Blue Valley Park
Vision for a Healthy Action Area
Walking through this landscape should feel somewhat open and airy. In the upland areas: the rest of the park could support some native grass prairie reconstruction in select areas. The parking lots and roads could should have some rain gardens and bioswales treating the rain water that runs off of them.
Champion Team: Blue Valley Neighborhood, KC Park
Acres: 287 acres
Habitat: Oxbow wetland and riparian forest
Focal Species: Red Eared Slider (Trachemys scripta elegans)
Mr. Kessler’s 1922 paper, “Special Report for the Blue Valley Parkway,” explored development of rivers in other cities and suggested that the areas near the Blue River had great natural beauty and the River could be “one of the most useful and beautiful waterways in the country.” Unfortunately, the portion of the Blue River near Blue Valley Park (BVP) has been egregiously altered to fix flooding problems. It looks nothing like a natural rive and doesn’t follow the original channel. However, there is an oxbow lake in BVP. An oxbow is a lake is a disconnected length of the original river channel, pictured to the right. The oxbow is really more of a wetland than a lake.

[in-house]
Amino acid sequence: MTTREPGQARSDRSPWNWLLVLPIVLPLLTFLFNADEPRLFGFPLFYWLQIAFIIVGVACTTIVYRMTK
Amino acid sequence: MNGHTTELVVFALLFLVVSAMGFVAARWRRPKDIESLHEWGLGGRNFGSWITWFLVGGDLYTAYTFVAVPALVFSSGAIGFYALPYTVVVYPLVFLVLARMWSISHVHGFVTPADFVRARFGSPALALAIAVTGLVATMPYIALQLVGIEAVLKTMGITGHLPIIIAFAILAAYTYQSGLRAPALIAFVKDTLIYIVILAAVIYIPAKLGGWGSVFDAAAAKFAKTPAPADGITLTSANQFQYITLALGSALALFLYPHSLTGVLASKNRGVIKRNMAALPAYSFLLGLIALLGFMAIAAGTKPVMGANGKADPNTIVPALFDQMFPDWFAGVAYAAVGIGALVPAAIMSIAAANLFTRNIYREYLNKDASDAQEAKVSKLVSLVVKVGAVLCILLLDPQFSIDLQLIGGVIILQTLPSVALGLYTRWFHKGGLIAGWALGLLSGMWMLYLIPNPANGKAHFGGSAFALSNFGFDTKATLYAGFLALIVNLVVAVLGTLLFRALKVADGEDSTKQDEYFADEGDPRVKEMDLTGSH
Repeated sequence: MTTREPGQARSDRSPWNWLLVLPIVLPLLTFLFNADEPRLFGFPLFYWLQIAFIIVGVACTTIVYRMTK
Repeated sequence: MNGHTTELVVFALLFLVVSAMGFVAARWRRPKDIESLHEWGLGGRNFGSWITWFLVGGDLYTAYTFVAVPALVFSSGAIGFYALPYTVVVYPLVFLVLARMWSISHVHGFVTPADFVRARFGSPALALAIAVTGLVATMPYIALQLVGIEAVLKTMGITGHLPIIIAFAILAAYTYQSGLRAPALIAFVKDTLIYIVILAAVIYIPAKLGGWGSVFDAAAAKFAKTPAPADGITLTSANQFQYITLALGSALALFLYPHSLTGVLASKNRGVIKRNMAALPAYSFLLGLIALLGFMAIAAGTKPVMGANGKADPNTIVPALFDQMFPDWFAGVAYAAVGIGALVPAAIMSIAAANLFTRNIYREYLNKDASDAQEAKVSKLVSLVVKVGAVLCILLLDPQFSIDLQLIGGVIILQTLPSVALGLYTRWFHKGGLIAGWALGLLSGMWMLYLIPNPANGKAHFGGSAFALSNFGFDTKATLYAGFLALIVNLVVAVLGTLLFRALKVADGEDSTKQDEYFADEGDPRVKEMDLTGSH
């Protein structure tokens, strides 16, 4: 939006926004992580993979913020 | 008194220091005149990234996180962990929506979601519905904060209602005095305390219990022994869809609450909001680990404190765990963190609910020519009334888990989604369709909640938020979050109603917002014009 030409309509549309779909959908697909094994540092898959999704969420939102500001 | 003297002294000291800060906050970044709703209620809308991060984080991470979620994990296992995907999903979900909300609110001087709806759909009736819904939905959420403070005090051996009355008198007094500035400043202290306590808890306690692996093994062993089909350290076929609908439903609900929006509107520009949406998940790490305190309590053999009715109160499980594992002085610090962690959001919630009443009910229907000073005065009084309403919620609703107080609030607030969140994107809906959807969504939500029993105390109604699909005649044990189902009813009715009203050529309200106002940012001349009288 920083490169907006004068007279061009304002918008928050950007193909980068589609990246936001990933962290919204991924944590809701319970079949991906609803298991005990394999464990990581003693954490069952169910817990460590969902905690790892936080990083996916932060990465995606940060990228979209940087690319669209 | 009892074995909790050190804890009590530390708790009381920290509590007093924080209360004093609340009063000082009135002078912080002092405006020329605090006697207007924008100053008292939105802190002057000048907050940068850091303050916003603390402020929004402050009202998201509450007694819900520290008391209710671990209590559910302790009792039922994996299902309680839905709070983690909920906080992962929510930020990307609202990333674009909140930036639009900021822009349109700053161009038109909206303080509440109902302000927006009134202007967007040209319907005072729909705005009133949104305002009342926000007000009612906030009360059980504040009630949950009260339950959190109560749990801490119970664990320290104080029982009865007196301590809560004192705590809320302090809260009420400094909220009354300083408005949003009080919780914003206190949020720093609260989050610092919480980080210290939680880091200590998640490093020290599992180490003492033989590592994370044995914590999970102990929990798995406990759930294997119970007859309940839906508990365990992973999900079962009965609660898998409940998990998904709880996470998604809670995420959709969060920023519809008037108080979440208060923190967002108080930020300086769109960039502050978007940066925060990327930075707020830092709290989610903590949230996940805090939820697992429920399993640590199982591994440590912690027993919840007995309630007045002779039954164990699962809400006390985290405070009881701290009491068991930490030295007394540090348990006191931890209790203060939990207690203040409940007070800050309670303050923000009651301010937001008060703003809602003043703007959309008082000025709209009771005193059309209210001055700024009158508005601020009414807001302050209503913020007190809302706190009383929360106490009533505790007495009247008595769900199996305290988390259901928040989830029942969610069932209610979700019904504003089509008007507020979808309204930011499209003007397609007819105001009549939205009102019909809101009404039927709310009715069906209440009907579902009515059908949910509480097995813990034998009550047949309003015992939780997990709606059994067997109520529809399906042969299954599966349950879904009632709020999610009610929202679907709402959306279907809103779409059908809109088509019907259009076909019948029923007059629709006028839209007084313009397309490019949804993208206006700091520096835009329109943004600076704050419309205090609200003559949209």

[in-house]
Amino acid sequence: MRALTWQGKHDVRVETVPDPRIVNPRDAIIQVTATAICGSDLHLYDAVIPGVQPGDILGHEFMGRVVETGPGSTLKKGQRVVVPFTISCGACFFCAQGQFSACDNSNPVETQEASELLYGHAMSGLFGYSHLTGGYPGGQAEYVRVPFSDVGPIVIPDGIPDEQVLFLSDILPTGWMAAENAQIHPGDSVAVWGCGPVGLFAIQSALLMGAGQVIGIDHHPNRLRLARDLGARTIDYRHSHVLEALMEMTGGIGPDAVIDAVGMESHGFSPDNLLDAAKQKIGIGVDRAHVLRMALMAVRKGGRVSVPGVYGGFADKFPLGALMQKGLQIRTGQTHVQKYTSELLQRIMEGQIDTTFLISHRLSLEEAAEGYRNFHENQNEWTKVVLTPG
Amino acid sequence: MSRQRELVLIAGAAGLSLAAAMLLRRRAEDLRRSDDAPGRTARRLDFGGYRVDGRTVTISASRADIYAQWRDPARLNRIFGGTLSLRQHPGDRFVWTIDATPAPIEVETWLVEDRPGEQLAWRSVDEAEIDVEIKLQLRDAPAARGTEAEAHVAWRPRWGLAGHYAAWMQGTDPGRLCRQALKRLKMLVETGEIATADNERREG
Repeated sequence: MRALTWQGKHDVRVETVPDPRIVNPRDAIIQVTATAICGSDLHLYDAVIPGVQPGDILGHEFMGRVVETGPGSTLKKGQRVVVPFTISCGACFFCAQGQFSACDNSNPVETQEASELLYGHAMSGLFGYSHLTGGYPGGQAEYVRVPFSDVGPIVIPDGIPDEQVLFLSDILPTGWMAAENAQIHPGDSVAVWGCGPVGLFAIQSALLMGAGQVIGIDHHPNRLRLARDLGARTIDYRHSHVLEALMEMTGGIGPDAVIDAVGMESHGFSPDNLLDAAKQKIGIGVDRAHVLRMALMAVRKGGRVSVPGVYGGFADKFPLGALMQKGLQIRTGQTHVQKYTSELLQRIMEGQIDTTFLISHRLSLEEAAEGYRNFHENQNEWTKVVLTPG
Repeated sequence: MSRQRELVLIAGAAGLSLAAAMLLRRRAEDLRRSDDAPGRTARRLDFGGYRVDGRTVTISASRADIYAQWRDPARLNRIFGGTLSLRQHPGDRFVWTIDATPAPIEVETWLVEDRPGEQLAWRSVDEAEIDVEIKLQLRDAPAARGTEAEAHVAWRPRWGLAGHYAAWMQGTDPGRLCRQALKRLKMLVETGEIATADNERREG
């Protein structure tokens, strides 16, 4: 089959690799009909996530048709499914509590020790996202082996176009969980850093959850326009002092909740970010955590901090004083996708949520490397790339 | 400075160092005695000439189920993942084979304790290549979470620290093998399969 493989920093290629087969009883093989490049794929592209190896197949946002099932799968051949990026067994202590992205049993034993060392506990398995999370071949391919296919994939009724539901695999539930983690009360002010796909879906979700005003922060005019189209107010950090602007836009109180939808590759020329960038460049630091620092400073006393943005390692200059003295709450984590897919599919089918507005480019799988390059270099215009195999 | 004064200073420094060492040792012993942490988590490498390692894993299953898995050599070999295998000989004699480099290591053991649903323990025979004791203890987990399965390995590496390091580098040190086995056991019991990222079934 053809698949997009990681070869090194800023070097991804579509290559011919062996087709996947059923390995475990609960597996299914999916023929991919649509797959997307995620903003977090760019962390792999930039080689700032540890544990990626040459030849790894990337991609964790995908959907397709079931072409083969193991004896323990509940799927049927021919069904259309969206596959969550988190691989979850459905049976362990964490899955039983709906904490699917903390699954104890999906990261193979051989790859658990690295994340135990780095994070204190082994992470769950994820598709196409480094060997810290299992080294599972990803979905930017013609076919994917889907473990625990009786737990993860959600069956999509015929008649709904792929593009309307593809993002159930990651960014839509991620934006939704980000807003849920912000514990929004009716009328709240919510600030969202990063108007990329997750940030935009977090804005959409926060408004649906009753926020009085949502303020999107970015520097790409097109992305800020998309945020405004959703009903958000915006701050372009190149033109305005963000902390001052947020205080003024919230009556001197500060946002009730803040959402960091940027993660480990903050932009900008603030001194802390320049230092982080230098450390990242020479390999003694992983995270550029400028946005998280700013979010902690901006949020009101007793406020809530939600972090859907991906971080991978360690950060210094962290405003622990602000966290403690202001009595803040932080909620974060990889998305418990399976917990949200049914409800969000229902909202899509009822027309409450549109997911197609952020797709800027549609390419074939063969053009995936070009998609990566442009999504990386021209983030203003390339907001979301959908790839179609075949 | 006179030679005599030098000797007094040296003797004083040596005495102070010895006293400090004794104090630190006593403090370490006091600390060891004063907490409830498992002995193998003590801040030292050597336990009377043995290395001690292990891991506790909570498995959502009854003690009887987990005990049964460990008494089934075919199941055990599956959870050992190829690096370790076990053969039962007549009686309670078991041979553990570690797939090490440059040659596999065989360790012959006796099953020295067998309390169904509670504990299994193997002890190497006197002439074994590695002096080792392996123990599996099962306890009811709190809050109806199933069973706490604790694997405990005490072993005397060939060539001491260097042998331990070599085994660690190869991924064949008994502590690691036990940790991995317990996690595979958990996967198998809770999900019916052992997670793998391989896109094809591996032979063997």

In the low land areas: Large native climax canopy trees that naturally grow along rivers for example sycamore, cotton wood, silver maple, swamp white oak. Under the trees are lower growing native herbaceous plants and shrubs. Mixed in are a few understory trees like paw-paw and service berry.
Invasive shrub honeysuckle
Invasive Japanese Hops
Invasive Johnson grass
Limited riparian vegetation/mowed turf to the edge of the river
Invasive species removal
Expanding riparian vegetation / tree planting
Install rain gardens, bioswales, and prairie plantings